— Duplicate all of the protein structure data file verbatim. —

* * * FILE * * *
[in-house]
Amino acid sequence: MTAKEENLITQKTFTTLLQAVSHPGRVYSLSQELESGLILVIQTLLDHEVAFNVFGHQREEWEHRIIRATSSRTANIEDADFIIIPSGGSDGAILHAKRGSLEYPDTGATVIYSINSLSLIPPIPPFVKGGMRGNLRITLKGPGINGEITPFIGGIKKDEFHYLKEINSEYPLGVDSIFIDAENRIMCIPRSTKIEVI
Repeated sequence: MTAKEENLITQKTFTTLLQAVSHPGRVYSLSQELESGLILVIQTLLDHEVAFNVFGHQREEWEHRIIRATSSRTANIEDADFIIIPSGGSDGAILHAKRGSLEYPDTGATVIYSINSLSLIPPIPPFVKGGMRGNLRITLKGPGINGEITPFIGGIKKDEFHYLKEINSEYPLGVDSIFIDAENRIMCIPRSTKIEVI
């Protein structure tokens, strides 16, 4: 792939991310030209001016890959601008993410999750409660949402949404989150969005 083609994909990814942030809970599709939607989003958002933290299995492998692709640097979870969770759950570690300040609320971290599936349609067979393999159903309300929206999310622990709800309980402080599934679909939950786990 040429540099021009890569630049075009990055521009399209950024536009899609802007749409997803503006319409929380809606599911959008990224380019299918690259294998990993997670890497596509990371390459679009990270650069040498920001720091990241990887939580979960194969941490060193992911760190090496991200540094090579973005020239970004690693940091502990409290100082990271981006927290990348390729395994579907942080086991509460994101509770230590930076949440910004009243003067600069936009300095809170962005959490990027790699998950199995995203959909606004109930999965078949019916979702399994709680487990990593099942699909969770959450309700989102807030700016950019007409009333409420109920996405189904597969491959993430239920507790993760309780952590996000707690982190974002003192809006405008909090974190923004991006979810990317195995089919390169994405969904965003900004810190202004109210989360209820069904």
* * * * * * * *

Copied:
[in-house]
Amino acid sequence: MTAKEENLITQKTFTTLLQAVSHPGRVYSLSQELESGLILVIQTLLDHEVAFNVFGHQREEWEHRIIRATSSRTANIEDADFIIIPSGGSDGAILHAKRGSLEYPDTGATVIYSINSLSLIPPIPPFVKGGMRGNLRITLKGPGINGEITPFIGGIKKDEFHYLKEINSEYPLGVDSIFIDAENRIMCIPRSTKIEVI
Repeated sequence: MTAKEENLITQKTFTTLLQAVSHPGRVYSLSQELESGLILVIQTLLDHEVAFNVFGHQREEWEHRIIRATSSRTANIEDADFIIIPSGGSDGAILHAKRGSLEYPDTGATVIYSINSLSLIPPIPPFVKGGMRGNLRITLKGPGINGEITPFIGGIKKDEFHYLKEINSEYPLGVDSIFIDAENRIMCIPRSTKIEVI
């Protein structure tokens, strides 16, 4: 792939991310030209001016890959601008993410999750409660949402949404989150969005 083609994909990814942030809970599709939607989003958002933290299995492998692709640097979870969770759950570690300040609320971290599936349609067979393999159903309300929206999310622990709800309980402080599934679909939950786990 040429540099021009890569630049075009990055521009399209950024536009899609802007749409997803503006319409929380809606599911959008990224380019299918690259294998990993997670890497596509990371390459679009990270650069040498920001720091990241990887939580979960194969941490060193992911760190090496991200540094090579973005020239970004690693940091502990409290100082990271981006927290990348390729395994579907942080086991509460994101509770230590930076949440910004009243003067600069936009300095809170962005959490990027790699998950199995995203959909606004109930999965078949019916979702399994709680487990990593099942699909969770959450309700989102807030700016950019007409009333409420109920996405189904597969491959993430239920507790993760309780952590996000707690982190974002003192809006405008909090974190923004991006979810990317195995089919390169994405969904965003900004810190202004109210989360209820069904």